Everything prior to the August 17th, 1965 "blast" and "smoking ball," sounds very anomalous and difficult to account for fully (particularly the consistent reports of similar noises and the cigar shaped object(s) seen by multiple, allegedly credible, witnesses.) If those reports are accurate (and who can say with the passage of time since then,) that's incredibly odd and compelling imho.

The August 17th, '65 "blast" and "smoking ball" sounds like a meteor or something similar imho. And after that, the stories become increasingly fanciful and potentially explainable through hoax, as even Shuttlewood conceded, before becoming so enamored with the phenomena that he arguably lost objectivity. (That's a consideration, not an assertion, incidentally. I'm not saying I know or have a firm belief what happened one way or another. I don't.)

Very interesting indeed.

Peace.
edit on 9/8/2015 by AceWombat04 because: Typos



posted on Sep, 8 2015 @ 02:07 PM
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originally posted by: Ridhya
a reply to: mirageman

Do you think it could have been some microwave or ultrasound project? Most of the witnesses seem to indicate the sound was directed. And in some cases they saw aircraft. Clearly from the birds it was some force that disrupted and killed them... wonder if any autopsies were done?



I think the events before 1964 are pretty hard to substantiate. In fact EVERYTHING in the case is hard to substantiate. We have but a single photograph of perhaps dubious origins and a very grainy one at that. Then all we have is stories from witnesses.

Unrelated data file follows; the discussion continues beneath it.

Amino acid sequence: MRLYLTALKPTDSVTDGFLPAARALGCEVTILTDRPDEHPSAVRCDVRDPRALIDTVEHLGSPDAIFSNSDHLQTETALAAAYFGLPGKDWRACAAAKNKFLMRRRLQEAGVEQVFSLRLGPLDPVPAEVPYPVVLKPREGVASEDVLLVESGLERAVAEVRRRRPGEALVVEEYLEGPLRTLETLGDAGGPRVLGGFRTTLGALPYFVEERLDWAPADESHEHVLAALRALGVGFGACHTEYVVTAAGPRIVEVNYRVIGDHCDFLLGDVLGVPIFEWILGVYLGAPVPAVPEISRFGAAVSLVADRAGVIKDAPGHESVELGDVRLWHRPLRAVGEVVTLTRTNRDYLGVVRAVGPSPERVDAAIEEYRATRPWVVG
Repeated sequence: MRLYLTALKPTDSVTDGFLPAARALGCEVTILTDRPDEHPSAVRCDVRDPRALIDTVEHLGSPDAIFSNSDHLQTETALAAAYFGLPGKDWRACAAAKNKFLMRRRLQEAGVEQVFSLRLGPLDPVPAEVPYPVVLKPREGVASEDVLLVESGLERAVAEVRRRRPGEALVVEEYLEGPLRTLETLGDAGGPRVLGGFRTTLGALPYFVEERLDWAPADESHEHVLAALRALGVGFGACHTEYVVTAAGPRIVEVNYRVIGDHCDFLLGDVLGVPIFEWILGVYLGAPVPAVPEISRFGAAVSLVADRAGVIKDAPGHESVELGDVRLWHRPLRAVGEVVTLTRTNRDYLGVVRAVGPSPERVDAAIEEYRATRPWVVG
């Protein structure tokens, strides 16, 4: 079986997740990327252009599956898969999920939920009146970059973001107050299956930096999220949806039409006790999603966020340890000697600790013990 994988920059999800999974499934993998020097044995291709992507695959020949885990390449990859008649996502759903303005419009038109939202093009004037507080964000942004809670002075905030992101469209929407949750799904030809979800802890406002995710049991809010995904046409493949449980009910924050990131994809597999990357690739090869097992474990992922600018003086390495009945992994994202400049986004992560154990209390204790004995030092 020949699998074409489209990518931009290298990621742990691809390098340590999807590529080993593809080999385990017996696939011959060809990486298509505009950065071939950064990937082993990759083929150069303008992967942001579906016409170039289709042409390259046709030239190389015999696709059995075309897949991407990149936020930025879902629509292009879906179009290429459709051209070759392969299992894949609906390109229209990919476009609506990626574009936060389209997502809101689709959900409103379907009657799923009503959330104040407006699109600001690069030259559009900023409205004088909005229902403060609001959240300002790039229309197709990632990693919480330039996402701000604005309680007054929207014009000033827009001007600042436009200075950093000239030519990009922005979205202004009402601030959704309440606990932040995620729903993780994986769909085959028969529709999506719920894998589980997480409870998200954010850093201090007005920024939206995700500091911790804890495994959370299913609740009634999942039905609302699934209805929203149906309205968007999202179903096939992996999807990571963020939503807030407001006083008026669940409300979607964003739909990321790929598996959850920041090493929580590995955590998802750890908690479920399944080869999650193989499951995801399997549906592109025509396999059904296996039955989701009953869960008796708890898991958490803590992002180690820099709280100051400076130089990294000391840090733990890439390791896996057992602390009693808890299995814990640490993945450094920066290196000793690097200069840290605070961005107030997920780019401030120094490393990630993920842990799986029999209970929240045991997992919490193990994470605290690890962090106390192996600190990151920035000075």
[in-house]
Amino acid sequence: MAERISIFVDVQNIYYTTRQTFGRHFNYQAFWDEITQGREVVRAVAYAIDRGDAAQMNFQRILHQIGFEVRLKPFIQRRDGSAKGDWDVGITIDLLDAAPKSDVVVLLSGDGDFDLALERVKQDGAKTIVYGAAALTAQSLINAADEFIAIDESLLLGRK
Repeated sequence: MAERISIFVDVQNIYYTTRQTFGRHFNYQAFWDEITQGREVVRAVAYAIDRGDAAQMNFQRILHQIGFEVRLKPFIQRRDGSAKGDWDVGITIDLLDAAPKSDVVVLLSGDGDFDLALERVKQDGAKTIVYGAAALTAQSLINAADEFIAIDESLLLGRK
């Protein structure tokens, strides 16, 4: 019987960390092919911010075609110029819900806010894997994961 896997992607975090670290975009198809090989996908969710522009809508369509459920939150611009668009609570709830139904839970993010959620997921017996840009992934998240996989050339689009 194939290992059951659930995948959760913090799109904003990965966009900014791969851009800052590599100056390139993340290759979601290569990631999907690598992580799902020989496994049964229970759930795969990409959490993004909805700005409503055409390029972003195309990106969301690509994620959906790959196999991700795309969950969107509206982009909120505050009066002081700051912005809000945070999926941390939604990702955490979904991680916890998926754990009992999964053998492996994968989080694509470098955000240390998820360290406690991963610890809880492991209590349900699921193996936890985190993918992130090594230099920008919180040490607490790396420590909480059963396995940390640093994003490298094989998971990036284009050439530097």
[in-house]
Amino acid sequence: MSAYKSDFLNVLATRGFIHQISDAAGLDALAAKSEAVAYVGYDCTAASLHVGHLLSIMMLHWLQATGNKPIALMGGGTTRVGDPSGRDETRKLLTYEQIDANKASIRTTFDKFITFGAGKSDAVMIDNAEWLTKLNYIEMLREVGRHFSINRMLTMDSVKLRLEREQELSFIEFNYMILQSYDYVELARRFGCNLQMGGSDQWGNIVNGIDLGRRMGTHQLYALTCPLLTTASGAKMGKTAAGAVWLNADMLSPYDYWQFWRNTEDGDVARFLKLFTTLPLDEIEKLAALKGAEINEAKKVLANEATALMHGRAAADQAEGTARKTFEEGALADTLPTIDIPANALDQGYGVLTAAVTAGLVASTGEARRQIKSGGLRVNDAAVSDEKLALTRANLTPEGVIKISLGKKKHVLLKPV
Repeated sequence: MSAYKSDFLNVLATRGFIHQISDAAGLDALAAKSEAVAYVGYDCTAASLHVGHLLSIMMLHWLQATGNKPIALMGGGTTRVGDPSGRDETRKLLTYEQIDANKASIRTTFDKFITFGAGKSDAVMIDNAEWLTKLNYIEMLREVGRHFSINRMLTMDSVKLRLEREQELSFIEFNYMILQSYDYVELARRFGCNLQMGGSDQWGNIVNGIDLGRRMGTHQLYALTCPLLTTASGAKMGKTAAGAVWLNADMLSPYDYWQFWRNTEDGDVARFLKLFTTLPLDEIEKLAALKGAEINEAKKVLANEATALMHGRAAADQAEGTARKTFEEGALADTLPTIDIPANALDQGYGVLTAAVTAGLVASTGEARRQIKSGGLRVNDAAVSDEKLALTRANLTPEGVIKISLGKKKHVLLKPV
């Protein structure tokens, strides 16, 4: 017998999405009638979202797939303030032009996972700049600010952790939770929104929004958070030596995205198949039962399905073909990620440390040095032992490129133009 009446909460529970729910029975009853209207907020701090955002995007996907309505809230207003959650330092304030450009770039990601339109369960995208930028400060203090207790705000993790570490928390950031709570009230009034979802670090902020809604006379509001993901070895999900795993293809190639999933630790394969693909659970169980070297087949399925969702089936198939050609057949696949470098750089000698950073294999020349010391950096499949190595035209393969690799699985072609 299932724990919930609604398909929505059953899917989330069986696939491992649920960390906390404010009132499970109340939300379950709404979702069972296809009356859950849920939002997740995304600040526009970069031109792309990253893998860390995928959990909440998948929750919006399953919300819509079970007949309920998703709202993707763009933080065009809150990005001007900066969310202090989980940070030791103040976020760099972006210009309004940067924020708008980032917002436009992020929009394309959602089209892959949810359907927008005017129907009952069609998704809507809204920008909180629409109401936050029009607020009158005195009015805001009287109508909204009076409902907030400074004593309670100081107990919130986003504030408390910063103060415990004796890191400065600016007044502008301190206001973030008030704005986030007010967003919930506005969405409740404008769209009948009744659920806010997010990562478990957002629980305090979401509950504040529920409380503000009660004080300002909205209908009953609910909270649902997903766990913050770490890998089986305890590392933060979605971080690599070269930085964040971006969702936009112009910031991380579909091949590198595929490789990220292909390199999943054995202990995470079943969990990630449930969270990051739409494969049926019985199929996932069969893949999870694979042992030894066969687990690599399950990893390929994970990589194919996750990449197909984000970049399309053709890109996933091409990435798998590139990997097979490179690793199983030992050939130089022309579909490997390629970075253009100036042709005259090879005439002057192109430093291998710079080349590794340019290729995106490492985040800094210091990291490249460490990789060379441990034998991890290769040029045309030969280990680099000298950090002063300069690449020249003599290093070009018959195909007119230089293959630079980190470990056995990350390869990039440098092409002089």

I think the core of the mystery is the sound that people were hearing through late December 1964 into the middle of 1965. There are too many witnesses for it to have been nothing. Yes it could have been some kind of ultrasound project or esoteric project.

But from what I've read there seems no deep suspicion placed on the military that they were covering something up (despite Warminster's proximity to various military properties). I haven't checked the National Archives releases in detail but a quick search didn't reveal anything obvious.

I'll pop back later on to respond to other posts.



posted on Sep, 8 2015 @ 03:05 PM
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originally posted by: mirageman

I think the core of the mystery is the sound that people were hearing through late December 1964 into the middle of 1965. There are too many witnesses for it to have been nothing. Yes it could have been some kind of ultrasound project or esoteric project.



Heres an idea
en.wikipedia.org...



The British Aircraft Corporation TSR-2 was a cancelled Cold War strike and reconnaissance aircraft developed by the British Aircraft Corporation (BAC) for the Royal Air Force (RAF) in the late 1950s and early 1960s. The TSR-2 was designed to penetrate a well-defended forward battle area at low altitudes and very high speeds


This aircraft and others


English Electric P 1, forerunner of the English Electric Lightning, the Folland Gnat and Midge, the BAC TSR.2


would have been flying out of the MoD Boscombe Down aircraft testing site located at Amesbury in Wiltshire, England. 17 miles from Warminster.
en.wikipedia.org...

These aircraft being supersonic would have created a sonic boom accounting for the crashing noise reported and Jet engines kind of make a scratching noise don't they ?


edit on 8-9-2015 by Marduk because: (no reason given)

edit on 8-9-2015 by Marduk because: (no reason given)



posted on Sep, 8 2015 @ 04:15 PM
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Excellent work bringing this to the public
Sounds like a place worth visiting if in that area. Makes me wonder about the relationship between Warminster and the energy grid laid over the United Kingdom.



posted on Sep, 8 2015 @ 04:34 PM
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originally posted by: combatmaster
a reply to: mirageman

Good job, great thread... S&F
First im hearing of Warminster too!



On New Year’s Day 1936 there is the tale of a man driving to collect his wife from friends. He picked up a woman hitchhiker in a green suit.